The question remains: How did one little number come to have such an outsized effect on our lives?
Credit scoring has been in widespread use by lenders for several decades. By the end of the 1970s, most major lenders used some kind of creditscoring formulas to decide whether to accept or reject applications. Many were introduced to credit scoring by two pioneers in the field: engineer Bill Fair and mathematician Earl Isaac, who founded the firm Fair Isaac in 1956. Over the years, the pair convinced lenders that mathematical formulas could do a better job of predicting whether an applicant would default than even the most experienced loan officers.
A formula wasn’t as subject to human whims and biases. It wouldn’t turn down a potentially good credit risk because the applicant was the “wrong” race, religion, or gender, and it wouldn’t accept a bad risk because the applicant was a friend.
Credit scoring, aided by ever more powerful computers, was also fast. Lending decisions could be made in a matter of minutes, rather than days or weeks.
Early on, each company had its own credit-scoring formula, tailored to the amount of risk it wanted to take, its history with various types of borrowers, and the kind of people it attracted as customers. The factors that fed into the formula varied, but many took into account the applicant’s income, occupation, length of time with an employer, length of time at an address, and some of the information available on his or her credit report, such as the longest time that a payment was ever overdue.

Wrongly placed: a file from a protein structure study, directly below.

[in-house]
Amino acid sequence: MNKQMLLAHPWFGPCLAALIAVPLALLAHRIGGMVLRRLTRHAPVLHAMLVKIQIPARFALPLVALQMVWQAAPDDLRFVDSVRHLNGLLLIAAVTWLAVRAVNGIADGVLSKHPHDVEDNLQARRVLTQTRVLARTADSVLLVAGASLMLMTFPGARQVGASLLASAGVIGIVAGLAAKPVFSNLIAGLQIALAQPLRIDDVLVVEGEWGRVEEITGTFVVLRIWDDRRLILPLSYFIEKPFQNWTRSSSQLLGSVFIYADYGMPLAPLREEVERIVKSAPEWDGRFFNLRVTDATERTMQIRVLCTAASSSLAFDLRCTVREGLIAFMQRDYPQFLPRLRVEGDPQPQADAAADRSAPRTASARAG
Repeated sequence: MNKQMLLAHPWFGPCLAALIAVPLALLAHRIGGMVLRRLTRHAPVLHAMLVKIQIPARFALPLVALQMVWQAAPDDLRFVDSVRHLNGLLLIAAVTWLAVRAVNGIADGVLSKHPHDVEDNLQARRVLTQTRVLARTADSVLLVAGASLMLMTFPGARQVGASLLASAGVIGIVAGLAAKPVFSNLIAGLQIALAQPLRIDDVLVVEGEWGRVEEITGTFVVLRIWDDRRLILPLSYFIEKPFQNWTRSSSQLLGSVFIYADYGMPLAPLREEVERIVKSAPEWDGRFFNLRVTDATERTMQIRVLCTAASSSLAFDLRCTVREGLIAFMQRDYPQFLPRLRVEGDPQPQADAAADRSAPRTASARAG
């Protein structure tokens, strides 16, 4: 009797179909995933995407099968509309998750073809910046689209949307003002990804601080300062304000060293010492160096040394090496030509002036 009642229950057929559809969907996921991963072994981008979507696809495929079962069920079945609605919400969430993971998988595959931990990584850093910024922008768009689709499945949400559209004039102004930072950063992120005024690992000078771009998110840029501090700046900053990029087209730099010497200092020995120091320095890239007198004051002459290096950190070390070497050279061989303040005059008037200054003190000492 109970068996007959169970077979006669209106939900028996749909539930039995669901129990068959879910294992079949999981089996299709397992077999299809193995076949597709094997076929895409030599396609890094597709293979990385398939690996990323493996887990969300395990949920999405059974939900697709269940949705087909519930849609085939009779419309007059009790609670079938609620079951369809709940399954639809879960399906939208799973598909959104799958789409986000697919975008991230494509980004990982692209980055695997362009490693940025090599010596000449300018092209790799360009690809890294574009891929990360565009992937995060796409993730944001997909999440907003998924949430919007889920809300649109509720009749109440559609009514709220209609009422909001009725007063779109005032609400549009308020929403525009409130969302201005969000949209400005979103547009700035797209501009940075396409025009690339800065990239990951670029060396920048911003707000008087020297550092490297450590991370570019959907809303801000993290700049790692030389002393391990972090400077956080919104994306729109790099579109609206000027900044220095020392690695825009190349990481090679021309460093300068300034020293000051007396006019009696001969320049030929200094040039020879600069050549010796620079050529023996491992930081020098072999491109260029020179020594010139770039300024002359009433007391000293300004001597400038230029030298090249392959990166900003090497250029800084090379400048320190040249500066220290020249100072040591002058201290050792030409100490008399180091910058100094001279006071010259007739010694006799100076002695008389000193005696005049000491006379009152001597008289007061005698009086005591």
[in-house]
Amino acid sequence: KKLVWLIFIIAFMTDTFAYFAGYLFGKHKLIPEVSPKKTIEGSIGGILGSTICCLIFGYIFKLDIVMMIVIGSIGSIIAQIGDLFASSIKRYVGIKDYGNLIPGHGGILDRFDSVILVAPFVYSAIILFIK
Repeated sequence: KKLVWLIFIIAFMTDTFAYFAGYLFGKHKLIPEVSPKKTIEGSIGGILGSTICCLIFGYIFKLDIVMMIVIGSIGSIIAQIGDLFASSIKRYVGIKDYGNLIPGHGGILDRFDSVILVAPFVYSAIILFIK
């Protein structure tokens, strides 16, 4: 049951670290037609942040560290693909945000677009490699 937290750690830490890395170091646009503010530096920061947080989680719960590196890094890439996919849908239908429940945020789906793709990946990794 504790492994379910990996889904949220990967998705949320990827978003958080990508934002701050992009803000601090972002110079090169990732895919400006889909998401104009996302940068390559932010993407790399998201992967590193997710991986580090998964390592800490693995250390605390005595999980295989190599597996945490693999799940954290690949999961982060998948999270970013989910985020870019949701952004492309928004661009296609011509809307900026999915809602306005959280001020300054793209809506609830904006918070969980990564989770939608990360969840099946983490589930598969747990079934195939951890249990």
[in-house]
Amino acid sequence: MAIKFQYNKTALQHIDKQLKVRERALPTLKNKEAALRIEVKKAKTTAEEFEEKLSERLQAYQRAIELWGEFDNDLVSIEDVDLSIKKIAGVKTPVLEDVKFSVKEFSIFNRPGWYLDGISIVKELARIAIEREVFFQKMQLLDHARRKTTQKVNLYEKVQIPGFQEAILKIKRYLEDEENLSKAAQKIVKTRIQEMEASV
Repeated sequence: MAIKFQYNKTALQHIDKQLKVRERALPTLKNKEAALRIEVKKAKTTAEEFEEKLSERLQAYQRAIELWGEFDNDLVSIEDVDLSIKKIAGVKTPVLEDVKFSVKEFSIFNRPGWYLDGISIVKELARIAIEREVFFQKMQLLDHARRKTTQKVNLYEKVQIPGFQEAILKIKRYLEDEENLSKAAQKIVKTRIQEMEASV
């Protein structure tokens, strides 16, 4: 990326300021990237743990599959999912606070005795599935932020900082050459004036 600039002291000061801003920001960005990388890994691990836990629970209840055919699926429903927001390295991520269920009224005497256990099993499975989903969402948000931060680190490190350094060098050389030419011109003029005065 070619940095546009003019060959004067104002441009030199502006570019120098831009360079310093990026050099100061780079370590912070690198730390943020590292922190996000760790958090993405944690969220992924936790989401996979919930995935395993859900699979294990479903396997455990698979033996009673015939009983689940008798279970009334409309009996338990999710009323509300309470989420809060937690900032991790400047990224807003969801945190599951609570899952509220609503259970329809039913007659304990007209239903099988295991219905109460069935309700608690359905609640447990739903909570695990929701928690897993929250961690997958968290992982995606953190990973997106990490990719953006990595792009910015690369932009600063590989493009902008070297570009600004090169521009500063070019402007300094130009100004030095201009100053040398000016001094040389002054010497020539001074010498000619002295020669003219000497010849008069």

These calculations took place behind the scenes, invisible to the consumer and understood by a relatively small number of experts and loan executives. The cost to develop and implement these custom formulas was—and still is—considerable. It was not unusual to spend $100,000 or more and take 12 months just to set one up. In addition, not every creditor had a big enough database to work with, especially if the company wanted to branch out into a new line of lending. A credit card lender that wanted to start offering car loans, for example, might find that its database couldn’t adequately predict risk in vehicle lending.
That led to credit scores that are based on the biggest lending databases of all—those that are held at the major credit bureaus, which include Equifax, Experian, and TransUnion. Fair Isaac developed the first credit bureau-based scoring system in the mid-1980s, and the idea quickly caught on. Instead of basing their calculations on any single lender’s experience, this type of scoring factored in the behavior of literally millions of borrowers.
The model looked for patterns of behavior that indicated a borrower might default, as well as patterns that indicated a borrower was likely to pay as agreed. The score evaluated the consumer’s history of paying bills, the number and type of credit accounts, how much available credit the customer was using, and other factors.